La Cantina Negra by the Biscayne Poet

The below story “La Cantina Negra” is an excerpt from the new book Honey & Sting: Poems and Short Stories by Oscar Fuentes.  Oscar will perform at the Miami Book Fair on on Saturday, November 18, at 12:00 noon.

Beads exited the bathroom, and then the room. Chacha leaned toward me to turn off the hot water. That’s when I grabbed her fast from her shoulders and pulled her hard toward me as I rammed my bloody forehead against her face. Then, blackout. The next thing I remember is waking up with her limp body over me. I had knocked us both out. I was able to push her off me with the little strength I had left. I could feel my face pulsating. I crawled out of the bloody tub and pulled my weak body up with the bathroom sink counter.

I looked at myself in the mirror, and my nose looked five times larger with the swelling. I picked up the hammer and the knife from the floor, grabbed my car keys, cell phone, and drove away, peeling my 74 Dodge Dart south on Biscayne towards the crematorium.

I could feel my face pulsating. The adrenaline from my anger was blocking the pain, but it all made perfect sense. Tony G was a hired Mayan artifact pirate. These had to be the same guys that attacked my grandfather in Honduras. The thought of avenging my grandfather’s death made me push the pedal to the metal, and the slant six engine roared past 36 Street and Biscayne at 90mph. I made a sharp right on 34 Street and pulled up on the side of the building with the black smoke chimney.

I got out of the car and realized I was still in my bloody boxers. I went around the back of the crematorium with the hammer in my right hand and the knife in my left. I slowly turned the doorknob, but it was unlocked. I went in slowly, bending my knees and my back, reaching my head quickly up and down to see if I saw something. And there they were. Beads and another guy wearing a metal helmet. To my surprise, I noticed my artifact on a small coffee table next to a couple of car keys right by the back exit door. I quietly grabbed my artifact and the keys. Beads was sitting on a bench, watching that other man with the helmet push a metal stick into a noisy body furnace with a beer in his hand.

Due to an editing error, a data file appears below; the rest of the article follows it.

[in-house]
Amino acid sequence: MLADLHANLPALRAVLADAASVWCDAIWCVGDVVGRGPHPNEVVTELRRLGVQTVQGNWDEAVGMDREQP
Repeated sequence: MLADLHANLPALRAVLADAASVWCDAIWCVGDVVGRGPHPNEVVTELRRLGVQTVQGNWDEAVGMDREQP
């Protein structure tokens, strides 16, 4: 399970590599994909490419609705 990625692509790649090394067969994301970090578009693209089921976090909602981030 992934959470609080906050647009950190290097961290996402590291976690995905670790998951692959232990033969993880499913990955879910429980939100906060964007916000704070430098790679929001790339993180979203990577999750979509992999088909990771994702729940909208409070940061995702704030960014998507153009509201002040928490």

I was about to turn away when I noticed a wrinkled, bony hand sticking out from under a white blanket, belonging to a body lying on a stainless-steel bed on wheels. I immediately recognized the hand. It belonged to Vivian, my 83-year-old neighbor, the stripper. Vivian and I were the insomniacs of the rundown apartment building next to the crematorium. We would sit on my windowsill and stare at the black smoke chimney while we sipped on beer, smoked, and imagined the kind of life the person burning had. She was the one that informed me a few months after I moved into that building, that the BBQ smell I was smelling every day was no BBQ. And now the poor thing was laid out on that stretcher.

My anger and sadness made me wish I had a pair of bullets and a gun, but I kept my head low. I needed to crawl all the way to the stretcher and see if it was really Vivian under the blanket.